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Adrian Belew

Musical Modernist
 
Musical Modernist

Bleeps, squawks, and other sounds emanate from the guitars of Adrian Belew, who has gigged with the likes of Frank Zappa and Talking Heads, not to mention his quarter-century association with King Crimson. Belew also has an offshoot band known as the Bears, and is constantly working on solo material. His most recent solo effort, Side One (Sanctuary), was released in late January, and participants included bassist Les Claypool and Tool drummer Danny Carey.

Belew was born in Covington, Kentucky, just across the river from Cincinnati. He resides in the Nashville area, and recently spoke with VG about his past and present efforts.

Vintage Guitar: Did your unique guitar style evolve from playing a particular instrument and/or specific influences?
Adrian Belew: Well, early on I studied everything I liked – everything from Les Paul to Chet Atkins to Segovia to current heroes at the time; people like Jimi Hendrix, Jeff Beck, George Harrison. I just learned anything I could from anybody’s records. I suppose that after years of doing that, and playing in a variety of bands, I realized that I could sound like a lot of other players, so I decided to sort of stop whenever I caught myself playing someone else’s standard lick, and I’d try to replace it with something of my own invention. And I realized that I loved making “sounds” with the guitar.

One time, I saw a comedian named Morey Amsterdam play a cello – I think it was on the Johnny Carson show – and he made the cello sound like seagulls and other things. He was just kind of goofing around, but I took it seriously and said, “I bet I could do things like that with a guitar.” So I started trying to imitate things – car horns, animal sounds – then I found ways to put that into my playing, which led to a niche I could work in.

Was there any particular brand or model of guitar that helped you get such sounds?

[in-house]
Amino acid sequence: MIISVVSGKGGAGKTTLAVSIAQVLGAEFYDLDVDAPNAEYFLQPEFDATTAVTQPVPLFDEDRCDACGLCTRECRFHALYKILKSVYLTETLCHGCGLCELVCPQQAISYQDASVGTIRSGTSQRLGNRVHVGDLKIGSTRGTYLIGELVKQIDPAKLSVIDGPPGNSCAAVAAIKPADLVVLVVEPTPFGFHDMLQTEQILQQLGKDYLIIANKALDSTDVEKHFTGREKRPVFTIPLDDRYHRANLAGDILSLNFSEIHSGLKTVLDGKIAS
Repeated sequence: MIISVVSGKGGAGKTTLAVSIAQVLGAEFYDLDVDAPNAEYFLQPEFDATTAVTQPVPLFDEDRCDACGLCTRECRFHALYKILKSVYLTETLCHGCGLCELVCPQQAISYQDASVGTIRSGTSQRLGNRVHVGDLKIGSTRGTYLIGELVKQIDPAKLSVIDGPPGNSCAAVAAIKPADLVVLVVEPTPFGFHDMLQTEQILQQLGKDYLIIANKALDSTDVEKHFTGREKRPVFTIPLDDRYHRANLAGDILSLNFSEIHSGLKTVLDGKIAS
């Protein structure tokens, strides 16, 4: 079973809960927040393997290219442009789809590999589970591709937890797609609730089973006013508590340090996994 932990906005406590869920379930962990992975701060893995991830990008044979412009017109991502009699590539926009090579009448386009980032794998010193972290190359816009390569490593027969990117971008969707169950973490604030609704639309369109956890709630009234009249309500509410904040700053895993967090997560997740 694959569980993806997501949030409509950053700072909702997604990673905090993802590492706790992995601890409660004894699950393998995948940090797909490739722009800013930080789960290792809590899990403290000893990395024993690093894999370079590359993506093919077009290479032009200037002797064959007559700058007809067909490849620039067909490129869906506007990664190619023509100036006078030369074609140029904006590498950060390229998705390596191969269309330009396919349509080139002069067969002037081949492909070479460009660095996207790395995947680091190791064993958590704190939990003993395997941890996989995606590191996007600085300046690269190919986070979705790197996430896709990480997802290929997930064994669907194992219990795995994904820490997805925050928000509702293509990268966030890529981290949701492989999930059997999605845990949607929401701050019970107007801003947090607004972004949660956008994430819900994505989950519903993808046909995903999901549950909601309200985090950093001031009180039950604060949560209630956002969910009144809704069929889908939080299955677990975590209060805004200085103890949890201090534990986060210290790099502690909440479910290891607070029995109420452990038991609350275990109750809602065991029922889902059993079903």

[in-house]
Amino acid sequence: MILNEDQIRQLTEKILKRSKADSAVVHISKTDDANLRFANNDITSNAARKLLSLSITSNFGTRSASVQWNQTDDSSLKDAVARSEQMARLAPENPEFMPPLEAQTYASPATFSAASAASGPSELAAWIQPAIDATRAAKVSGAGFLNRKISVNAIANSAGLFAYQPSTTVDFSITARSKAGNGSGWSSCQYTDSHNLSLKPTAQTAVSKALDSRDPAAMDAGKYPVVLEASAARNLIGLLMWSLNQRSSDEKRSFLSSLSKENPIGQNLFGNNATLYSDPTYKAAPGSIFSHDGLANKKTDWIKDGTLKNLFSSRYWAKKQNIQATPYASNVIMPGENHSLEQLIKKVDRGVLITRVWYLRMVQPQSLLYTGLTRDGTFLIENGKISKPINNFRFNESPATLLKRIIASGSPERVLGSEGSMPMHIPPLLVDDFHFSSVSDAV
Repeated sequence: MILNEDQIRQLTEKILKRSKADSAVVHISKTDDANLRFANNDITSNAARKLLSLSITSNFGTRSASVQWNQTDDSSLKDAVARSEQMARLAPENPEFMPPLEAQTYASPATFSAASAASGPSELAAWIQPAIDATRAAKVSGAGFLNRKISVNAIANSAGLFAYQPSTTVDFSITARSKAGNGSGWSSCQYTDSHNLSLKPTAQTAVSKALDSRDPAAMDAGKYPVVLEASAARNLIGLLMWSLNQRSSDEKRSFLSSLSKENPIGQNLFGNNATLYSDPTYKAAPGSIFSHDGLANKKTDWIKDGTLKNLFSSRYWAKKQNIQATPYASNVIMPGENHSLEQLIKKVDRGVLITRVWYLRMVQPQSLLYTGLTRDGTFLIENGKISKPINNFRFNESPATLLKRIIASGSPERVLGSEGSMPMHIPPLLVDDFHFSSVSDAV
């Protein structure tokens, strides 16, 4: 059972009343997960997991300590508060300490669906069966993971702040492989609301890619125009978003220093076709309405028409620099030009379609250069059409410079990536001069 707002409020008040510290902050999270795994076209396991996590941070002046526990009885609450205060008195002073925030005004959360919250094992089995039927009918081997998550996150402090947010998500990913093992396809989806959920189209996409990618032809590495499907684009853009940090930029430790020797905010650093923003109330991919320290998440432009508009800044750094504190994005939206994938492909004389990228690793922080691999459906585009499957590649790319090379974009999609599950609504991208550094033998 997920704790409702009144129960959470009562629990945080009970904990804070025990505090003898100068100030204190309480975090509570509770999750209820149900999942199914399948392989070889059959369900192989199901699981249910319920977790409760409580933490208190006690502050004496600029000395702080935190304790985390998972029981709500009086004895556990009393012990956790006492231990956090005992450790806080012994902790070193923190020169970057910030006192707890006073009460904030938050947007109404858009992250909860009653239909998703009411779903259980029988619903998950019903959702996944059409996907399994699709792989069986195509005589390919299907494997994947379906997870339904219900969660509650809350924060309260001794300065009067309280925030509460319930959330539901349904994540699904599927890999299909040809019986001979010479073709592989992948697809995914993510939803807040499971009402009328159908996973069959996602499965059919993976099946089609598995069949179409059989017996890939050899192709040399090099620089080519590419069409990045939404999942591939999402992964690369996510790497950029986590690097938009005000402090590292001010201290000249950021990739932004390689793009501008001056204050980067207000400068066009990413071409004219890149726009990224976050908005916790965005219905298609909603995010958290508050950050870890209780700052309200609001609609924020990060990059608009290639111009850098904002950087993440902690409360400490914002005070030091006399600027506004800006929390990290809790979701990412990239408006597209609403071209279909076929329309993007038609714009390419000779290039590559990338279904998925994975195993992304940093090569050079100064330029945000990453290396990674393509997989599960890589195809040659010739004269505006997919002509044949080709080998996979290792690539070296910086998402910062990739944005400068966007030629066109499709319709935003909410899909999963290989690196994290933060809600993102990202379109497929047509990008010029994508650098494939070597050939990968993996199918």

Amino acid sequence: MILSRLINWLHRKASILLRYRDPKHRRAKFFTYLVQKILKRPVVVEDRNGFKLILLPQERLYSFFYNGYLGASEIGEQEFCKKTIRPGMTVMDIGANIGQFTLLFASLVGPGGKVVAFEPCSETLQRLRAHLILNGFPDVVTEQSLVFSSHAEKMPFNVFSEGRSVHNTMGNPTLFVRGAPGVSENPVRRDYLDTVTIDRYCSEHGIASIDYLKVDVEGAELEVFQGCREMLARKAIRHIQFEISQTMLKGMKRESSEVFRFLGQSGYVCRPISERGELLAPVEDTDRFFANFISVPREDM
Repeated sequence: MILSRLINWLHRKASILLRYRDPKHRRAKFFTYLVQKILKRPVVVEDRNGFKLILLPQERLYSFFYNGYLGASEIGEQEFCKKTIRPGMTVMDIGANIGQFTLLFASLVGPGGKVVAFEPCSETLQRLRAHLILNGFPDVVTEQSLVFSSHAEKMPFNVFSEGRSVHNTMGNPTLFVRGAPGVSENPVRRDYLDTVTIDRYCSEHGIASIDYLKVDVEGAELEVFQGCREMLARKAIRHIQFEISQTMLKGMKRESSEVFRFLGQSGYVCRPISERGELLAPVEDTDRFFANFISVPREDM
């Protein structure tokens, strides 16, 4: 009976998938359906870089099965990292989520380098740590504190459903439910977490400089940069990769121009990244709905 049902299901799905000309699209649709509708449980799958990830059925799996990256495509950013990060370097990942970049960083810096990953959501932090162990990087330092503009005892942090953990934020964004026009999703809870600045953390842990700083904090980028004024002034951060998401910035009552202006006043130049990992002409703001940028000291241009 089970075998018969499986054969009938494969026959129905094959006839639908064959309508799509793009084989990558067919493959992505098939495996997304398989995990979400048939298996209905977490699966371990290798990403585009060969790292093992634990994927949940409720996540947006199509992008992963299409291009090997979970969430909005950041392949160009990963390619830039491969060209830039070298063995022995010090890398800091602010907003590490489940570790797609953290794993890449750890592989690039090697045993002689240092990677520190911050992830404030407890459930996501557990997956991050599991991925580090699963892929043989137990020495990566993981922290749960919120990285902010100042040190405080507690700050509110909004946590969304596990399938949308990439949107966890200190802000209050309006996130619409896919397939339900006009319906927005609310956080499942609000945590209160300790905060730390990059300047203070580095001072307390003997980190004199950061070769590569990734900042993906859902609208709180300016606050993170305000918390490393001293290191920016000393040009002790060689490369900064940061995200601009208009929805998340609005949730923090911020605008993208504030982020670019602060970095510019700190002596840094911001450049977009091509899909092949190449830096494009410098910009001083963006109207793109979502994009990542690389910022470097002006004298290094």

Mostly, that comes with hand techniques or effect boxes more than any particular guitar, although early on I realized I favored the layout, balance, and feel of a Stratocaster. When I started out, I bought a Gibson Firebird, which was an interesting, modernistic instrument, but my friend, Seymour Duncan, kept doing things to it for me. We eventually realized that what I was trying to do was make it into a Stratocaster! (laughs)

I sold the Firebird when the disco era was in full swing to buy a set of Ludwig drums, and I got a job in a (lounge) band. I couldn’t stand the music we were playing. When I went back to playing guitar professionally two and a half years later, I bought a Stratocaster.

You also have things like a highly modified Fender Mustang with multicolored pickup covers.
These days, my guitars are usually modified to different specs that I like, and I’m using a set of three Custom Shop guitars Fender built for me, and what’s usually custom about them is the synthesizer, the Roland GK-2A pickup and its controls, which are under the pickguard. They have Kahler tremolos, which I’ve always favored – I’ve developed so many hand techniques with the Kahler, I don’t know how I’d do them if I ever had to use another tremolo! The company hasn’t fared well, but I think their products are excellent. I started using Sperzel tuners a long time ago, so my guitars stay in tune quite well without a locking nut.

The guitars also have Lace Sensor pickups; I like the sound of single-coils but like something to be as quiet as possible. The bass pickup has a Sustainiac. I do have a vintage Strat, which has my favorite neck, and they replicated that for these Custom Shop guitars.

Talk about your experience with Frank Zappa.
I played with Frank from ’77 to ’78. The main record we made was Sheik Yerbouti, which was the all-time best-selling Zappa record, and we made a film called Baby Snakes, which also turned into a record called Baby Snakes, and there are some live recordings. I’m on two volumes of You Can’t Do That On Stage Anymore.

What about your association with Talking Heads?
The first thing I did with them was Remain In Light, which was in 1980 – an excellent record. I played on tour with them for a year, and also played on all of their solo records. The big record of that period was Tom Tom Club, which was drummer Chris Frantz and bassist Tina Weymouth from Talking Heads. They had a huge hit called “Genius of Love.” I also did Jerry Harrison’s solo records, David Byrne’s The Catherine Wheel, and a live double set from the band, so quite a lot of material came out of that period.

That has to be you on the intro to the live album’s version of “House in Motion;” there’s a noticeable vibrato squawk.
Well, when they put me in the band, they didn’t have someone who could solo, and they didn’t have someone who could color the songs with all the effects they had done in the studio, when they’d brought in Brian Eno, me, and other players. So when I came into the band, those were my responsibilities. A fun job! (chuckles)